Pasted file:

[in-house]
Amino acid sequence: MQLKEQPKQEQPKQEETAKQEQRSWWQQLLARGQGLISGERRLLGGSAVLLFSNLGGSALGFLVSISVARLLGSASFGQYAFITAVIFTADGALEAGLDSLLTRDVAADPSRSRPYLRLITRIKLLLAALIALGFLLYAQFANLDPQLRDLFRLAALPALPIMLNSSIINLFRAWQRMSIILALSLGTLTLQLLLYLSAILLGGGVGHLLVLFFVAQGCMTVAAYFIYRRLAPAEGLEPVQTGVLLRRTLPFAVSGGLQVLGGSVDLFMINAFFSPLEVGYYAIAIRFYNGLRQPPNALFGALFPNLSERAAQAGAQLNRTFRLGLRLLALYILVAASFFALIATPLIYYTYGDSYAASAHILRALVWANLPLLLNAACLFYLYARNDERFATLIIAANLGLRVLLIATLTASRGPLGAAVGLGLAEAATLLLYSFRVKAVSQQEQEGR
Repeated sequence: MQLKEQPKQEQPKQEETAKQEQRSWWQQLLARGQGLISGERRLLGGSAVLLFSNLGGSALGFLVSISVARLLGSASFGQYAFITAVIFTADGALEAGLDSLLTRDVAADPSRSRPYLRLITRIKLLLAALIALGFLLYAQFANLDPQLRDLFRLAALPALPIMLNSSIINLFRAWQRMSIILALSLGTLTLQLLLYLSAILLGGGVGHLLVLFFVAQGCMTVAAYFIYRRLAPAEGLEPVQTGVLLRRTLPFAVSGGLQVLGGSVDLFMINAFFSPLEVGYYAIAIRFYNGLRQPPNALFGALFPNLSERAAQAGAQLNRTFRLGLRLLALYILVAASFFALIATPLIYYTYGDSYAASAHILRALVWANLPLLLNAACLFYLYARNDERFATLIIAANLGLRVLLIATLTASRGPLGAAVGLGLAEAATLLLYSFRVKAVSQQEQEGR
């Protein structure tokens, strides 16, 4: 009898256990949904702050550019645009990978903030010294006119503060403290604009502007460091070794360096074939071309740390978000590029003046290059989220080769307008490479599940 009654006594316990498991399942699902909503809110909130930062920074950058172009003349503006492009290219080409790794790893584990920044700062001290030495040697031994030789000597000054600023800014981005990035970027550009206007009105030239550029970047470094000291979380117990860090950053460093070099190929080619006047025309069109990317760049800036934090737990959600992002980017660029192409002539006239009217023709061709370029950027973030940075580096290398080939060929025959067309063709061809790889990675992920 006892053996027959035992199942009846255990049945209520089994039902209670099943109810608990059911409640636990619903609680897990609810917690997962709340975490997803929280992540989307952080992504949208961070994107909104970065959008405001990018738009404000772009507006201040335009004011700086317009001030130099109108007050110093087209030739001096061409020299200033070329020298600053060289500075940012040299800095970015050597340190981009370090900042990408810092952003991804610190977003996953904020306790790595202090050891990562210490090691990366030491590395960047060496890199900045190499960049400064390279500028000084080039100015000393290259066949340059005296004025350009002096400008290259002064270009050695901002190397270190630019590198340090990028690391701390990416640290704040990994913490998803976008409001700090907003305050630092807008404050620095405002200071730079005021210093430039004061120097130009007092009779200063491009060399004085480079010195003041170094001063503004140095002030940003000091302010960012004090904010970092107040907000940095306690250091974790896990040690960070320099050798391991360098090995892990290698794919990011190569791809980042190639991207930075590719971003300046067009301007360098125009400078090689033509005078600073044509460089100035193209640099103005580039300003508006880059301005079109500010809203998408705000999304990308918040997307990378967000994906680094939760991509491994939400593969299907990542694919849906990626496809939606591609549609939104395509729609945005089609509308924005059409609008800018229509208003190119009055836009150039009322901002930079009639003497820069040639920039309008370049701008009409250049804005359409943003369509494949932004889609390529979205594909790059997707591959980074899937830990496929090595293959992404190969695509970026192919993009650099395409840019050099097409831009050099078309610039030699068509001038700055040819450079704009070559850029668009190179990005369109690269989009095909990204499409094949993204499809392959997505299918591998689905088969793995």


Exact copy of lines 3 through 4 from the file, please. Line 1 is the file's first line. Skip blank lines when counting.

Repeated sequence: MQLKEQPKQEQPKQEETAKQEQRSWWQQLLARGQGLISGERRLLGGSAVLLFSNLGGSALGFLVSISVARLLGSASFGQYAFITAVIFTADGALEAGLDSLLTRDVAADPSRSRPYLRLITRIKLLLAALIALGFLLYAQFANLDPQLRDLFRLAALPALPIMLNSSIINLFRAWQRMSIILALSLGTLTLQLLLYLSAILLGGGVGHLLVLFFVAQGCMTVAAYFIYRRLAPAEGLEPVQTGVLLRRTLPFAVSGGLQVLGGSVDLFMINAFFSPLEVGYYAIAIRFYNGLRQPPNALFGALFPNLSERAAQAGAQLNRTFRLGLRLLALYILVAASFFALIATPLIYYTYGDSYAASAHILRALVWANLPLLLNAACLFYLYARNDERFATLIIAANLGLRVLLIATLTASRGPLGAAVGLGLAEAATLLLYSFRVKAVSQQEQEGR
């Protein structure tokens, strides 16, 4: 009898256990949904702050550019645009990978903030010294006119503060403290604009502007460091070794360096074939071309740390978000590029003046290059989220080769307008490479599940 009654006594316990498991399942699902909503809110909130930062920074950058172009003349503006492009290219080409790794790893584990920044700062001290030495040697031994030789000597000054600023800014981005990035970027550009206007009105030239550029970047470094000291979380117990860090950053460093070099190929080619006047025309069109990317760049800036934090737990959600992002980017660029192409002539006239009217023709061709370029950027973030940075580096290398080939060929025959067309063709061809790889990675992920 006892053996027959035992199942009846255990049945209520089994039902209670099943109810608990059911409640636990619903609680897990609810917690997962709340975490997803929280992540989307952080992504949208961070994107909104970065959008405001990018738009404000772009507006201040335009004011700086317009001030130099109108007050110093087209030739001096061409020299200033070329020298600053060289500075940012040299800095970015050597340190981009370090900042990408810092952003991804610190977003996953904020306790790595202090050891990562210490090691990366030491590395960047060496890199900045190499960049400064390279500028000084080039100015000393290259066949340059005296004025350009002096400008290259002064270009050695901002190397270190630019590198340090990028690391701390990416640290704040990994913490998803976008409001700090907003305050630092807008404050620095405002200071730079005021210093430039004061120097130009007092009779200063491009060399004085480079010195003041170094001063503004140095002030940003000091302010960012004090904010970092107040907000940095306690250091974790896990040690960070320099050798391991360098090995892990290698794919990011190569791809980042190639991207930075590719971003300046067009301007360098125009400078090689033509005078600073044509460089100035193209640099103005580039300003508006880059301005079109500010809203998408705000999304990308918040997307990378967000994906680094939760991509491994939400593969299907990542694919849906990626496809939606591609549609939104395509729609945005089609509308924005059409609008800018229509208003190119009055836009150039009322901002930079009639003497820069040639920039309008370049701008009409250049804005359409943003369509494949932004889609390529979205594909790059997707591959980074899937830990496929090595293959992404190969695509970026192919993009650099395409840019050099097409831009050099078309610039030699068509001038700055040819450079704009070559850029668009190179990005369109690269989009095909990204499409094949993204499809392959997505299918591998689905088969793995």